The Ottobock SensorHand Speed has the advantages of a powered hook in speed, durability, and ease of use, but with more sophisticated grasping features and the ability to look like a natural hand.
What’s On This Page?
- A Quick Look at the SensorHand Speed
- Grip Patterns & Control System
- Thumb Rotation
- Proportional Speed Control
- Sensory Feedback
- Wrist Design
- Lift Capacity & Grip Strength
- Water and Dust Resistance
- Glove Options
- User Software
- Suitability for Above-the-Elbow Solutions
- Clinical Insights
- User Feedback Survey & Results
- Considerations Before Buying a SensorHand Speed
- Related Information
A Quick Look at the SensorHand Speed
It is not easy to find one video that provides a complete demonstration of the SensorHand, so we’re going to use a few short videos. First, here is what the hand looks like (you can stop watching this video after 20 seconds):
As you can see, this is not a multi-articulating bionic hand, which is why we list it as an Electric Terminal Device (ETD).
However, it can be made to look like a natural hand by using a glove, as shown in this short overview video of what Ottobock refers to as its “MyoBock System Electric Hands”. The section on the SensorHand starts at 1:04:
The most common question we get about this device is: why was it created? From our standpoint, it fills a niche. Multi-articulating hands — what most people think of as a modern bionic hand — would be the ideal solution if they could perform every task desired by end-users. But the current versions of these hands fall far short of this goal.
One area of deficiency is speed. Most multi-articulating bionic hands can be a bit slow to respond to user commands (the Michelangelo and the Psyonic Ability Hand are two exceptions to this). With its simpler design, the SensorHand opens and closes at a speed equivalent to the average speed of a natural hand, which makes it more efficient and intuitive to use.
Another problem with multi-articulating hands is durability. Although they have been improved in recent years, they still break too frequently. That’s why there’s still a market for rugged electric grippers and hooks. But those devices cannot be made to look like a natural hand. The SensorHand Speed can be made to look that way while still offering improved durability.
Multi-articulating bionic hands are more complex. For example, they offer multiple grip patterns, i.e. different combinations of fingers and the thumb close depending on the selected grip. This often requires users to switch to the appropriate grip before attempting a task. The SensorHand is simpler. Its only grip pattern is to open and close all three digits in unison. This means that the SensorHand cannot perform certain tasks very well, such as typing on a keyboard or operating a mouse. But it can quickly grasp most objects, which is by far the most common task for bionic hands, and it also has a few additional features that give it superior grasping capabilities compared to a powered hook. Also, because of its simplicity, it can be more easily used by those with only one suitable site for a myoelectric sensor.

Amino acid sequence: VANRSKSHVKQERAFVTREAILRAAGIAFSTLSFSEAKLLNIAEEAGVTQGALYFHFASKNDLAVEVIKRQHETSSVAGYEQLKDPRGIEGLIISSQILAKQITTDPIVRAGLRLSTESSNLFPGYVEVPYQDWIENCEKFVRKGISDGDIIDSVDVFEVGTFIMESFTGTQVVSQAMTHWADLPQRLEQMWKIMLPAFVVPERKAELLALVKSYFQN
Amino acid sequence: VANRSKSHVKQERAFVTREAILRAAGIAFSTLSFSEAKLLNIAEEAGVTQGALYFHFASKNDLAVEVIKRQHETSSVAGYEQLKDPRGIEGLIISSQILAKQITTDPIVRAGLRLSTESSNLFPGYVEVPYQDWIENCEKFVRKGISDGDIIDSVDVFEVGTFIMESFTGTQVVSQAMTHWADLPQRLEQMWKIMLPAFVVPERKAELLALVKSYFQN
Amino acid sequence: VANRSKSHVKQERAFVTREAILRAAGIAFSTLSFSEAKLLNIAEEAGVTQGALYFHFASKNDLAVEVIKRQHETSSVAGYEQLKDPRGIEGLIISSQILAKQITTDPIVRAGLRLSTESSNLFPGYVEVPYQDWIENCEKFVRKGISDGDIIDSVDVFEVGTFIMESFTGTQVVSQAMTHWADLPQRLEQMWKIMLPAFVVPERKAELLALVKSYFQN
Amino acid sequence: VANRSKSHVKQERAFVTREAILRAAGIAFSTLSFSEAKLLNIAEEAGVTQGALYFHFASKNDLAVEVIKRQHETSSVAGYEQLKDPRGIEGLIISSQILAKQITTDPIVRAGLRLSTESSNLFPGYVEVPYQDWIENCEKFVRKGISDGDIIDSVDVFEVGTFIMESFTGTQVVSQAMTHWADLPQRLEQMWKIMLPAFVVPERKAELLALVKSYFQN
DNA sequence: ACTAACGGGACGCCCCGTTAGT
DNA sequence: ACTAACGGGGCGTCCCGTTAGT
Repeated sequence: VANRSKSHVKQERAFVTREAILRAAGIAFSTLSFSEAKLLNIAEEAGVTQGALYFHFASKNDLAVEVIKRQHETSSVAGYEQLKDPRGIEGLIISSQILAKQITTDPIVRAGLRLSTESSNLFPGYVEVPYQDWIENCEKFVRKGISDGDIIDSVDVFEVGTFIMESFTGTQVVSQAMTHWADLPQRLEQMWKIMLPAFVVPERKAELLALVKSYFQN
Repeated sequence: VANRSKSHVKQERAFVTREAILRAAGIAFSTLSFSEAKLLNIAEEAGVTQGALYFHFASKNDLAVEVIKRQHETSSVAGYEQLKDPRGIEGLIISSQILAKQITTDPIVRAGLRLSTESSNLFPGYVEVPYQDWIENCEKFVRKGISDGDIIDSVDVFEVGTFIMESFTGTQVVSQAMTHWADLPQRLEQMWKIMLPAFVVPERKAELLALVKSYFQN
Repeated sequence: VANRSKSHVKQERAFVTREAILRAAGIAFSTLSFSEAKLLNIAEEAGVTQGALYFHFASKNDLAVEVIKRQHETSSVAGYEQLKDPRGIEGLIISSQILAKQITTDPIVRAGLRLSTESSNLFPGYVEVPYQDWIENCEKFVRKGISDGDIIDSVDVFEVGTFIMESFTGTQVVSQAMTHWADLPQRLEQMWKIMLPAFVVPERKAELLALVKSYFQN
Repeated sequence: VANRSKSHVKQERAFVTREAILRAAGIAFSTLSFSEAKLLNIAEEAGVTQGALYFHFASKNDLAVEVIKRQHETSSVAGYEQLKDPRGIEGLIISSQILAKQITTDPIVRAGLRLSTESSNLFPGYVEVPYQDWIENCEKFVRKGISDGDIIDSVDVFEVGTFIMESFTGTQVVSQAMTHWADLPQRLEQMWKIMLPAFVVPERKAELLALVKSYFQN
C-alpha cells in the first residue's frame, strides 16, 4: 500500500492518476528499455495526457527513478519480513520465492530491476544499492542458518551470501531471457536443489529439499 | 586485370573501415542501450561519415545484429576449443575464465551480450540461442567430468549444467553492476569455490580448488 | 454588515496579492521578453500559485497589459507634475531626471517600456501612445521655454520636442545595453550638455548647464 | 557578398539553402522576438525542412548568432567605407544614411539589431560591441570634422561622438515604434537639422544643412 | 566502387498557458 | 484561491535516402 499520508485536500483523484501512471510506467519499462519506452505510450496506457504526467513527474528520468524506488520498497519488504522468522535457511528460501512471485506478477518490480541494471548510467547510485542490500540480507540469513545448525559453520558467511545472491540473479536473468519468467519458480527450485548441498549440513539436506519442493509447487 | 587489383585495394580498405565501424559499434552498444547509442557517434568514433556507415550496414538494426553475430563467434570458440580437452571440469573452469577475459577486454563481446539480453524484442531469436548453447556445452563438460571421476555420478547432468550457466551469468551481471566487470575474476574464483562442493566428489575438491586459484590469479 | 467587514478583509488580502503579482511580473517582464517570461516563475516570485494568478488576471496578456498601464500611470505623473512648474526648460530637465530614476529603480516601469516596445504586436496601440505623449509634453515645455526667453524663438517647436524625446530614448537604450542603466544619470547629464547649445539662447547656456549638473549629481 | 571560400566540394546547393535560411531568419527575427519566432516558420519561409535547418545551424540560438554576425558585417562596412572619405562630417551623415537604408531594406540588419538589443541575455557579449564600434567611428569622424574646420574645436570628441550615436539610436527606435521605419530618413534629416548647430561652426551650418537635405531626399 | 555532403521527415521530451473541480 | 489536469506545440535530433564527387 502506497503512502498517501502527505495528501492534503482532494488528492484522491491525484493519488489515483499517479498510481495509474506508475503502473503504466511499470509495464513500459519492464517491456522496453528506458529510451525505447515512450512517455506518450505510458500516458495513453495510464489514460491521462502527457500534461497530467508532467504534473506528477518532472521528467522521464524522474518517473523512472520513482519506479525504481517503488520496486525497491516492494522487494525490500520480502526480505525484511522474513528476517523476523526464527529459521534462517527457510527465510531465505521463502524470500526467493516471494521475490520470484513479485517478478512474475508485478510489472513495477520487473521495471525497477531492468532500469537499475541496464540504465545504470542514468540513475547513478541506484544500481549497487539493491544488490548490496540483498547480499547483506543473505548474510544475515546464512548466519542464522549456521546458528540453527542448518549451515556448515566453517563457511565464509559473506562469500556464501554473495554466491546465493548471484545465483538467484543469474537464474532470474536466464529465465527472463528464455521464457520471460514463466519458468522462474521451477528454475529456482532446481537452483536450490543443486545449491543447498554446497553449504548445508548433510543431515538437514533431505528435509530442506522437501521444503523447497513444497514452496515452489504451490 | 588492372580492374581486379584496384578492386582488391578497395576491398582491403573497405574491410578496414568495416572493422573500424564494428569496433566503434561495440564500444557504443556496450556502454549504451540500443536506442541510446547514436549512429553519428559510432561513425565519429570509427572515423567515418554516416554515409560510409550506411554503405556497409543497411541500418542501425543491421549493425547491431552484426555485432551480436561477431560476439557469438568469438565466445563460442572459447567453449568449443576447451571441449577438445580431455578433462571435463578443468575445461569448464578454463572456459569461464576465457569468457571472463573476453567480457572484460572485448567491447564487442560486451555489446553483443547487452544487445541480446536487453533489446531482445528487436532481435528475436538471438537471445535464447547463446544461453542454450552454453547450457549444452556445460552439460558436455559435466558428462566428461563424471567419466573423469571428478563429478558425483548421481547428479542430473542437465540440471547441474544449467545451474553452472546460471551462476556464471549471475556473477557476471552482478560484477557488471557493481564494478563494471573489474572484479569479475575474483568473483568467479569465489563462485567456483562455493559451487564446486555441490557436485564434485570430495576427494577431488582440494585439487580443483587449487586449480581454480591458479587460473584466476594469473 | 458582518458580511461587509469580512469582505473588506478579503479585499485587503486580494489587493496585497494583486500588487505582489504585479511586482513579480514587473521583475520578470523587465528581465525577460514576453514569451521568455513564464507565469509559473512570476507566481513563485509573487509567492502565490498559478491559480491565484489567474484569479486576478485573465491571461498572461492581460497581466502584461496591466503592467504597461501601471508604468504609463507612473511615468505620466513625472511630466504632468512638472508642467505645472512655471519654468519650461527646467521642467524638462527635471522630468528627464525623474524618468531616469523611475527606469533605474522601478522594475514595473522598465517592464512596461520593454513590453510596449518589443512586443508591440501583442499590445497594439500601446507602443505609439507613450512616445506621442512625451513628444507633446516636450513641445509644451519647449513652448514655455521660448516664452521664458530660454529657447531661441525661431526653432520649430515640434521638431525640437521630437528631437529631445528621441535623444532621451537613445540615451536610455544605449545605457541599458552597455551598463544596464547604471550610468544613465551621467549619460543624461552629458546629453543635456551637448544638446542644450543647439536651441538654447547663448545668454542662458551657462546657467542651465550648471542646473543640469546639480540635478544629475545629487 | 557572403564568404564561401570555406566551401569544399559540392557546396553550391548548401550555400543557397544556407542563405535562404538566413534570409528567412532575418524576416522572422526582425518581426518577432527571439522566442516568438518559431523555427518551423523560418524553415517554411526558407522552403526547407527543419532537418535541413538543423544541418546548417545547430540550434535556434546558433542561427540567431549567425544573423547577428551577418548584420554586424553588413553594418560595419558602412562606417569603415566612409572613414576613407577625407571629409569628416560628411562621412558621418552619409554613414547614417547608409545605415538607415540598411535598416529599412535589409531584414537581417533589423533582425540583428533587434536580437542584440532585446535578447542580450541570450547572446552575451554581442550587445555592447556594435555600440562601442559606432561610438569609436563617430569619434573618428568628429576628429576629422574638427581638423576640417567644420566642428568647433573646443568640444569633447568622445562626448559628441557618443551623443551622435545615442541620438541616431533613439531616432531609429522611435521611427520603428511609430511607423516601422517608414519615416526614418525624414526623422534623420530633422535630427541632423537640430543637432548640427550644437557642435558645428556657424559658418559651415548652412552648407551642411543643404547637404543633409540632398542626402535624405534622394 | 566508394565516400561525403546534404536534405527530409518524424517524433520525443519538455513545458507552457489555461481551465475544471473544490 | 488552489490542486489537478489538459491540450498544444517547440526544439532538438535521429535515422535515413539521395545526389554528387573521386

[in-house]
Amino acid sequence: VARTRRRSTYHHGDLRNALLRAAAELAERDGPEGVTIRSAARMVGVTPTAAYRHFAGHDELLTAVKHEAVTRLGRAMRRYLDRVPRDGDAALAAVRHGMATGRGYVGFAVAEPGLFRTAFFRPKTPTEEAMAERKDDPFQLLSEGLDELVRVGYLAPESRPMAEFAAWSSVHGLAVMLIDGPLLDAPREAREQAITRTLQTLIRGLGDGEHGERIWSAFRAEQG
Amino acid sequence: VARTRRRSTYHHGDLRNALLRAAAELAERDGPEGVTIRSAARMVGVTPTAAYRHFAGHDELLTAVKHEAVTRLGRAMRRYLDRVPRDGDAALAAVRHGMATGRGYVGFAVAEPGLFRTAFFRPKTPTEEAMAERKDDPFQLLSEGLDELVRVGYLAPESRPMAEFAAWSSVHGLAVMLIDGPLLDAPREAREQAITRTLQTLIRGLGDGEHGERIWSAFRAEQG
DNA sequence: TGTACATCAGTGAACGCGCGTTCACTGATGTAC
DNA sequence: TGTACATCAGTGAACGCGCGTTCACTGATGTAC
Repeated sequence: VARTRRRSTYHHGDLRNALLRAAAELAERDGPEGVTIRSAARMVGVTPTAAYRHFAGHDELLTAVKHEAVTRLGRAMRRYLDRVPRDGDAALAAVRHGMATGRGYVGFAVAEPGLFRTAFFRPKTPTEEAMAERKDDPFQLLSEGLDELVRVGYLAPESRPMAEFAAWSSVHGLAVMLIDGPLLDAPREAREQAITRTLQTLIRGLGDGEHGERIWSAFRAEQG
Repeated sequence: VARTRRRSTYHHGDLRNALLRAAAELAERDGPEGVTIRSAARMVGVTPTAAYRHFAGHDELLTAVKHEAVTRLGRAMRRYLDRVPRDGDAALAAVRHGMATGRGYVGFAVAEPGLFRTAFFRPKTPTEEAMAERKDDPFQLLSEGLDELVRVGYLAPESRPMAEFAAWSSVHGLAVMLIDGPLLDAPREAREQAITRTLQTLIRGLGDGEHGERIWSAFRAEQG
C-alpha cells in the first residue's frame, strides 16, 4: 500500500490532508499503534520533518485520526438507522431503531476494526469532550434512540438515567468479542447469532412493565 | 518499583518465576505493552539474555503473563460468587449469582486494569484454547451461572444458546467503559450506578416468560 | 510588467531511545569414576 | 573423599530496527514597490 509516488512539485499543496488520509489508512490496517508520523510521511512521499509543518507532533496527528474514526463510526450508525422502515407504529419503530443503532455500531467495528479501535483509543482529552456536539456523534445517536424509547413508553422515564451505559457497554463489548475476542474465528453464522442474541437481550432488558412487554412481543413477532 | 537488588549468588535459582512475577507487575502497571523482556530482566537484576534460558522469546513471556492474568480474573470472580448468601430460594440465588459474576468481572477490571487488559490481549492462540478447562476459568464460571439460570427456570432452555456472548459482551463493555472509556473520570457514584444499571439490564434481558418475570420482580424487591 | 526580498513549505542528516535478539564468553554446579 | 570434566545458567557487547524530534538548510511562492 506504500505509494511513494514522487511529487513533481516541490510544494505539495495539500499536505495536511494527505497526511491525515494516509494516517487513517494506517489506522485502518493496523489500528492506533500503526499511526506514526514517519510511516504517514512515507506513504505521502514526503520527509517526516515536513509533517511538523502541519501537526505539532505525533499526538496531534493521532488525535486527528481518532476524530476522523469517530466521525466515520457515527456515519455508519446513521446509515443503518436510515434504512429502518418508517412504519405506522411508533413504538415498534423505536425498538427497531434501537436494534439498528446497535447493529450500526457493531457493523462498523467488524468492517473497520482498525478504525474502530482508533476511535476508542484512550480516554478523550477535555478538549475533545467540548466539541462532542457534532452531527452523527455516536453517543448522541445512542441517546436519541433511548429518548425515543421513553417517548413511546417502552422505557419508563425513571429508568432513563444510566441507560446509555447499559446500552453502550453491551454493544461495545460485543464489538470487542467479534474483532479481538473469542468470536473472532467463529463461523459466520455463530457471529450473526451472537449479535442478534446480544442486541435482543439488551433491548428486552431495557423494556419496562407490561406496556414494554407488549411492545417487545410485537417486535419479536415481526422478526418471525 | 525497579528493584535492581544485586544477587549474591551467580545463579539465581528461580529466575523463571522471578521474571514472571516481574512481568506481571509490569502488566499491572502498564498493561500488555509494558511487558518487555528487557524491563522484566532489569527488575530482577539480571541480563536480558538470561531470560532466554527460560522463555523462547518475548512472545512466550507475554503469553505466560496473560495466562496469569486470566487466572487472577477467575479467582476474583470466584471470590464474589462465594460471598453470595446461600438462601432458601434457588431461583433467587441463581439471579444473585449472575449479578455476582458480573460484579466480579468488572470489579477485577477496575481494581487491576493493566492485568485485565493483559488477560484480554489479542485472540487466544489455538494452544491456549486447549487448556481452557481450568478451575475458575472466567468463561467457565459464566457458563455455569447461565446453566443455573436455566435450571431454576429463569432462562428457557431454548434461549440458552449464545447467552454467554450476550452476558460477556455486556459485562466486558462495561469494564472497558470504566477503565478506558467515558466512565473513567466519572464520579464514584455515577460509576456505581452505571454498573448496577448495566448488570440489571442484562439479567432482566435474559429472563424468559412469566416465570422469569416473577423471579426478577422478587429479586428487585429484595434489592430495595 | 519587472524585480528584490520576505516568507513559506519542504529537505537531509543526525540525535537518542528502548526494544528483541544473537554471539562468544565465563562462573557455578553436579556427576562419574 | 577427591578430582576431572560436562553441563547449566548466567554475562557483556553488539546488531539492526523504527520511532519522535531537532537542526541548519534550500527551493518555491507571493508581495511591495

So, summarizing this, if you want a device that can look like a hand, can securely grasp objects, and is simpler, faster, and more durable than a multi-articulating hand (but less capable for certain tasks), that’s why the SensorHand Speed exists.
Notice, however, that we did not mention price. While it’s true that the SensorHand is less expensive than Ottobock’s multi-articulating hands such as the bebionic and Michelangelo, it is considerably more expensive than some of the newer bionic hands like the TrueLimb, Hero Arm, and Zeus Hand. We do not think this is by design. Newer bionic limb companies are simply pushing prices downward, especially in the lower and middle price tiers.
SensorHand Speed Key Features
Grip Patterns & Control System
As mentioned, the SensorHand has only one grip pattern — opening and closing all three digits — so it does not require a complex control system.
However, it does offer numerous methods of control, including the option to use two electrodes or just one, which may be very important for some end-users depending on the remaining musculature in the residual limb. It can also be controlled using a transducer, an Ottobock switch, or a combination of a switch and one electrode.
Finally, the SensorHand has some unique grasping features, which we describe in subsequent sections.
The SensorHand’s thumb does not rotate, as this action is not part of its only grip pattern.
Proportional Speed Control
The SensorHand offers proportional speed control based on the strength of the user’s muscle signal, which is how most bionic hands handle this issue.